Georgia would loosen rules meant to prevent hog manure from washing into streams and rivers under a proposal before regulators, but critics argue environmental harm would come from the plan touted by backers as a way to help level the economic playing field.
Members of the state Board of Natural Resources on Monday are to discuss the proposal, which would raise the threshold at which farmers must comply with tougher and more expensive environmental rules from 7,500 pigs to 12,500 pigs for animals weighing 55 pounds or more. The same threshold for hogs weighing less than 55 pounds would rise from 30,000 to 50,000 pigs. A vote is expected before the end of the year.
Agriculture industry leaders say treating hogs differently from other livestock unfairly deters expansion in the pork industry. They say changing the rules will not result in additional pollution.
“The real question is why are we treating swine different than other types of livestock produced in the state of Georgia?” said Bryan Tolar, president of the Georgia Agribusiness Council, a lobbying group for the farming industry. “We’ve been asking that question for a long time.”
Environmental groups say the changes are part of continuing pressure to roll back environmental rules to the benefit of industry.
“This was a very deliberate decision to strike a balance between allowing this type of livestock production in Georgia but also putting reasonable safeguards in place to prevent severe water degradation,” said Gil Rogers, an attorney for the Southern Environmental Law Center, which opposes the change.
Hog farmers are allowed to collect manure in waste lagoons, then spray it as a crop fertilizer on nearby fields. If the system is properly designed, growing plants soak up the waste nutrients, helping to dispose of the manure.
There can be problems. Georgia leaders moved to tighten the state’s rules in 1999 after Hurricane Floyd dumped nearly two feet of rain on North Carolina, flooding and damaging waste lagoons. That hog manure— along with lots of other runoff — washed into streams and rivers.
“We’ve just seen the disastrous effect of these concentrated hog facilities” in eastern North Carolina, said Mark Woodall, chair of the Georgia chapter of the Sierra Club. “We just think it’s a terrible threat to the water quality of all of rural Georgia.”
The DNR board eased the rules in 2012, allowing smaller pig farmers to operate under a less-strict regimen. The last change and the current proposal are supported by Agriculture Commissioner Gary Black, a former agriculture lobbyist whose department both promotes Georgia’s agricultural economy and regulates hog farms.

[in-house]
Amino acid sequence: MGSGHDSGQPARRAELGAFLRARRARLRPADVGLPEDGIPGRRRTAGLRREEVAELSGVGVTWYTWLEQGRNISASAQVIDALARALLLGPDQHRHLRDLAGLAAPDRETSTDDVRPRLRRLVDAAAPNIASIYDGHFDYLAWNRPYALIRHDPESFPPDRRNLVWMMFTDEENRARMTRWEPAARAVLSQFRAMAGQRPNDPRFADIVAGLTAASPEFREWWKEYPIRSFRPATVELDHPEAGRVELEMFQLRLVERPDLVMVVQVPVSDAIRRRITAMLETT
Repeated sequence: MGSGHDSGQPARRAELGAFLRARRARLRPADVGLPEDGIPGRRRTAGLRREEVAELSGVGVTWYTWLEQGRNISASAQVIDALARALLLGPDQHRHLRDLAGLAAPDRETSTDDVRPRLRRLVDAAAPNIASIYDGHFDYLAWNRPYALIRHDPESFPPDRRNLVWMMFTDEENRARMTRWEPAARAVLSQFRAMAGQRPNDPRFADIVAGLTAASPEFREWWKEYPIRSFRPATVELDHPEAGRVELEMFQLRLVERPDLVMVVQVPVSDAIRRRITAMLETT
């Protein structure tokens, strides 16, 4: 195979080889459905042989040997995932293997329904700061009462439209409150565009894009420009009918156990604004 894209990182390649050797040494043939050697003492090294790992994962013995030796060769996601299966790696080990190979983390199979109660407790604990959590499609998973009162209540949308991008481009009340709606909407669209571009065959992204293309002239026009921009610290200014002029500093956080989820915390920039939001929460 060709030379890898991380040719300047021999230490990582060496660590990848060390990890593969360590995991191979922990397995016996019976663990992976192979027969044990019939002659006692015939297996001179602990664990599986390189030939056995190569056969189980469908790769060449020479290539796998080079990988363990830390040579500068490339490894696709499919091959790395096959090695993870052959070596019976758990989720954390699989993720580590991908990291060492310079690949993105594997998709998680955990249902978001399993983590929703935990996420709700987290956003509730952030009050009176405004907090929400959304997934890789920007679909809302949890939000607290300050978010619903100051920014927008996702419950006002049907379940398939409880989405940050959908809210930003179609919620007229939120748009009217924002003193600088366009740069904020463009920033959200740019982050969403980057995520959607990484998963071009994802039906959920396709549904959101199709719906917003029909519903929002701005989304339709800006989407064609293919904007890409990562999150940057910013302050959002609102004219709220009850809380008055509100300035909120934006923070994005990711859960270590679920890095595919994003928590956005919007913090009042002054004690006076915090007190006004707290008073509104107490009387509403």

“This proposal allows for a balance between maintaining the current environmental standards, while at the same time allowing the swine industry to become more comparable to other livestock and poultry productions in Georgia, as well as across the southeast,” Black spokeswoman Mary Kathryn Yearta said.
State officials have not studied the economic impact of changing the rules. But the stricter requirements do impose added costs on farmers. Of course, a spill would results in costs, too. Larger operations must have three wells to monitor for pollution, which would be expensive, said Charles Griffin, executive vice president of the Georgia Pork Producers Association.
The waste lagoons of a large farm must have an airtight cap. Farmers must inject the waste below ground, not spray into onto fields. Big operations must also demonstrate they have enough money to clean up a hog farm in case authorities shutter it or it goes out of business.
Griffin said the requirements would make it too expensive to start a large farm.
“That’s just another way of saying, ‘No, we’re not going to do it,”’ he said.
The hog farms in Georgia are relatively small. State agriculture officials oversee 31 hog farms in Georgia and none of them are large enough to fall under the strictest rules, according to state records.
Mark Risse, an agricultural engineer at the University of Georgia who studies waste issues, said he occasionally gets calls from firms interested in building hog farms in Georgia. He said falling profit margins have encouraged the agriculture industry toward consolidating into fewer but larger farms. Larger livestock farms benefit from having lower average costs than small operations, which keeps prices down.
“They wouldn’t have to do those things in any other state in the U.S., so essentially it blocks any operation of that size from coming to Georgia,” he said.